I did not enjoy myself last night. You probably did. You were probably doing something amusing, like watching television or having sex. I was not. Much to my chagrin, noted sadist and Mercury arts editor Alison Hallet thought it would be funny if I went on a tour of the “Shanghai Tunnels” hosted by Zak Bagans of the Travel Channel's Ghost Adventures. I did. It was terrible. Share my pain, after the jump.


The whole evening stood upon twin pedestals of steaming, awful bullshit.

Bullshittery the First: The Shanghai Tunnels are an urban myth

The “tunnels” are actually the basement of a building originally called the Merchant Hotel, now home to Hobo’s, the Boiler Room, and Old Town Pizza. The organization that puts on the Shanghai Tunnels tours claims that that basement (along with many others) previously connected to the waterfront via a series of passages. I’ve long been intrigued by the idea that Portland had a big, sinister dungeon beneath it, but several experts on the matter have told me that probably was not the case. Portland did have dual-level wharves on the Waterfront up until Harbor Drive was built, and such wharves would have allowed for basement access directly from the docks. However, heavy rail on the streets and frequent flooding of basements would have precluded anything like underground dungeons or torture chambers from being practical in early Portland- they would have either caved in or been waterlogged.

(Full disclosure: I work for Portland Walking Tours, and I routinely tell tourists that the Shanghai Tunnels are an urban myth. Quite often I’m in the basement of Old Town Pizza informing folks that yes, it is a basement, and yes, the distinctly non-tunnel underside of the Merchant Hotel is what gets routinely passed off as Portland’s notorious Shanghai Tunnels, supposedly one of the most haunted places in America. Lots of people are disappointed by this information. I find their sadness enjoyable.)

Shanghaiing did happen in Portland. Lots of it. However, the guys furnishing captains with unwilling maritime labor didn’t actually need a big, elaborate S&M dungeon to do their thing. For the most part, shanghaiers got away with shady business the old fashioned way: By fixing the cops. For a good run-down of the basics of Shanghaiing and why the tunnels are basically a steaming pile of barnyard excrement, check out Kick-Ass Oregon History’s two part podcast on the matter.

Bullshittery the Second: Ghosts aren’t real

I like horror movies, haunted houses, and even a ghost tour now and then. (I’m very disappointed that Lone Fir Cemetery isn’t offering their Untimely Departures tour this year.) I am, however, also an intelligent human being who can tell reality from fantasy. Zak Bagans of Ghost Adventures does not appear to be one of those humans.

Bagans’ persona is one of an amiable side of meat. He’s stocky, deep-voiced, and seems like the kind of guy who would call you “bro” without any sense of self-consciousness or, for that matter, self-awareness. In his introductory remarks, Bagans talked about how didn’t believe in ghosts until he had a paranormal experience himself, which inspired him to become, as he calls himself “a professional paranormal investigator.”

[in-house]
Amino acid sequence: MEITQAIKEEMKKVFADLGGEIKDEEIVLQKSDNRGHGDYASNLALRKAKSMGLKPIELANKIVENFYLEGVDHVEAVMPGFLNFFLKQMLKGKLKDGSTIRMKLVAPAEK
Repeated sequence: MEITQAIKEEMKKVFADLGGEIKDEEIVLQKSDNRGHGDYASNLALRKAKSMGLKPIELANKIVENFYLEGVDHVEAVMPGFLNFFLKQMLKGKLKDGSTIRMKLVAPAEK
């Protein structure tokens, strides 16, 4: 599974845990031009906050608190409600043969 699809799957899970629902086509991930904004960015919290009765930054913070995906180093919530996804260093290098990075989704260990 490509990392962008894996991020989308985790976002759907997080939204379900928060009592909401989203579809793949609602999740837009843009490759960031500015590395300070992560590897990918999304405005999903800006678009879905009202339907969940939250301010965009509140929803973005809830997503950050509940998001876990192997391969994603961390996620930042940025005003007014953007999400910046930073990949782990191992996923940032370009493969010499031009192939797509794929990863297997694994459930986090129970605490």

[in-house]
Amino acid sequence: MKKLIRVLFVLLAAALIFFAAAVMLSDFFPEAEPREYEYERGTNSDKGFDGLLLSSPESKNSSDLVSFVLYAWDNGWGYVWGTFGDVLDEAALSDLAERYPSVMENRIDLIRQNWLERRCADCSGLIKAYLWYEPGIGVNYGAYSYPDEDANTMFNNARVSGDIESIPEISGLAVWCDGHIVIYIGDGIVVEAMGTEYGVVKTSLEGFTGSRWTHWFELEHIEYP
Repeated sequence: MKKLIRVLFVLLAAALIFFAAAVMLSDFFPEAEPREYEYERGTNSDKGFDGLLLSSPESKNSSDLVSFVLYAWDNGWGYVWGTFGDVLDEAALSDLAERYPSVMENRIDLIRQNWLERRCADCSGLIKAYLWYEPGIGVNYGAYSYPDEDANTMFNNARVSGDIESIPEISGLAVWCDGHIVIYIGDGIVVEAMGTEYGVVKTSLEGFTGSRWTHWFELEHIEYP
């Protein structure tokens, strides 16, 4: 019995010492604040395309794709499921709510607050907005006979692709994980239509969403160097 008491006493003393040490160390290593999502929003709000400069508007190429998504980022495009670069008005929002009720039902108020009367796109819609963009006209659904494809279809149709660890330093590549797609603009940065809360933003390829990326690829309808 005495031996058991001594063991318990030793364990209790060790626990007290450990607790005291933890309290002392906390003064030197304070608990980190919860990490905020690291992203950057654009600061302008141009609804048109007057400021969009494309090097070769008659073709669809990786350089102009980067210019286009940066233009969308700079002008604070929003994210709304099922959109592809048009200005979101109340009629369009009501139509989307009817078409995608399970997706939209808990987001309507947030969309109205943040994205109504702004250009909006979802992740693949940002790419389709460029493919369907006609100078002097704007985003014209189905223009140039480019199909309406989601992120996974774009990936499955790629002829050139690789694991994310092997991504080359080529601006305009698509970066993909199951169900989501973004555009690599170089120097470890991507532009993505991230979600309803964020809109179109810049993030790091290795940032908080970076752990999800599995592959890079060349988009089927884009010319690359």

Most of that "investigation" consisted of Bagans yelling at the air, asking if any specific ghosts were around, and pointing various gadgets at nooks and crannies. The gadgets would go "BRAPPBRAPPBRAPP!" after which Bagans would say "Yes? Hello?" or something to that effect. This continued for some time. Static. Yelling. More static. More yelling. Speculation on the part of the audience that they'd heard something. Static. Boredom.

The consensus was that the ghosts just weren't out that night, but Bagans claimed that the last time he was in the "Shanghai Tunnels" a ghost asked him to get naked. (Presumably, so he could reenact that one scene from Ghostbusters where Dan Aykroyd gets a blow-jay from beyond the grave.) The whole thing was terrible. As historical tour, it failed because, you know, it was trying to pass off a basement as a super-secret underground that was built to steal dudes. More importantly, as a creepy ghost experience, it also failed.

If Bagans does believe in ghosts, he's a credulous doofus, and if he doesn’t, he’s a charlatan. That’s sort of beside the point, though. What’s more important is that he was completely charmless as a tour guide and a performer. The audience (all fans of the show who'd won a contest) milled around aimlessly, unengaged. There weren't any cool ghost stories or spine-tingling tales of suspense. There were no ghoulish yarns of the unfortunate dead. There was nothing like the kind of tale you'd tell at camp to scare yourself when you were a kid. There was only Bagans yelling at his screeching ghost hunting equipment, ignoring the people whom he presumably was there to entertain. For someone who’s been judged a competent enough performer to be on television on a regular basis, Bagans was a dead fish. He is, quite simply, not any good at putting on a show. On my way out I talked to two fans of the Ghost Adventures and asked them if they really believed the space we were in was haunted. "Oh yeah," one of them said, "but not tonight."